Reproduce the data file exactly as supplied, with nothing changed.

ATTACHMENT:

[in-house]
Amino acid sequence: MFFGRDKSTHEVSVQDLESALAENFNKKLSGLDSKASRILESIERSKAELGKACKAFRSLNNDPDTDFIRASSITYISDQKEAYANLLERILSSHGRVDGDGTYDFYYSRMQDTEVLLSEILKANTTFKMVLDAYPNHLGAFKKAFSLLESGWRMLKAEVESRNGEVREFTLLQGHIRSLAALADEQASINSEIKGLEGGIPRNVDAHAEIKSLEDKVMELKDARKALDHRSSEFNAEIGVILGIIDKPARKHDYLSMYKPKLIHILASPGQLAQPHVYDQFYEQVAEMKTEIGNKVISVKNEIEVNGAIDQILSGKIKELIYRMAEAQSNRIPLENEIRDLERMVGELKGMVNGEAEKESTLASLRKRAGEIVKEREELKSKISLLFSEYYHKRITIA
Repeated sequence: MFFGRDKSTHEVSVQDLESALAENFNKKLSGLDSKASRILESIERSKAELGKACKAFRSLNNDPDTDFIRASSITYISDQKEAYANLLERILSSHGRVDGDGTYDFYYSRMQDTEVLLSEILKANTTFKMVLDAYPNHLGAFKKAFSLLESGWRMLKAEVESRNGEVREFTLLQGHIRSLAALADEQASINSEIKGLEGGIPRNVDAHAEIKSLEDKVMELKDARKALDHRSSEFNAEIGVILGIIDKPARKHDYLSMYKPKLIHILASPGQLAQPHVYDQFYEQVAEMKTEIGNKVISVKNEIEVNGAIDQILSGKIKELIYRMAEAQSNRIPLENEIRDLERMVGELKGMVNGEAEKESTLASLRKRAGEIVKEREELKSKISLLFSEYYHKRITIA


[in-house]
Amino acid sequence: MFFGRDKSTHEVSVQDLESALAENFNKKLSGLDSKASRILESIERSKAELGKACKAFRSLNNDPDTDFIRASSITYISDQKEAYANLLERILSSHGRVDGDGTYDFYYSRMQDTEVLLSEILKANTTFKMVLDAYPNHLGAFKKAFSLLESGWRMLKAEVESRNGEVREFTLLQGHIRSLAALADEQASINSEIKGLEGGIPRNVDAHAEIKSLEDKVMELKDARKALDHRSSEFNAEIGVILGIIDKPARKHDYLSMYKPKLIHILASPGQLAQPHVYDQFYEQVAEMKTEIGNKVISVKNEIEVNGAIDQILSGKIKELIYRMAEAQSNRIPLENEIRDLERMVGELKGMVNGEAEKESTLASLRKRAGEIVKEREELKSKISLLFSEYYHKRITIA
Repeated sequence: MFFGRDKSTHEVSVQDLESALAENFNKKLSGLDSKASRILESIERSKAELGKACKAFRSLNNDPDTDFIRASSITYISDQKEAYANLLERILSSHGRVDGDGTYDFYYSRMQDTEVLLSEILKANTTFKMVLDAYPNHLGAFKKAFSLLESGWRMLKAEVESRNGEVREFTLLQGHIRSLAALADEQASINSEIKGLEGGIPRNVDAHAEIKSLEDKVMELKDARKALDHRSSEFNAEIGVILGIIDKPARKHDYLSMYKPKLIHILASPGQLAQPHVYDQFYEQVAEMKTEIGNKVISVKNEIEVNGAIDQILSGKIKELIYRMAEAQSNRIPLENEIRDLERMVGELKGMVNGEAEKESTLASLRKRAGEIVKEREELKSKISLLFSEYYHKRITIA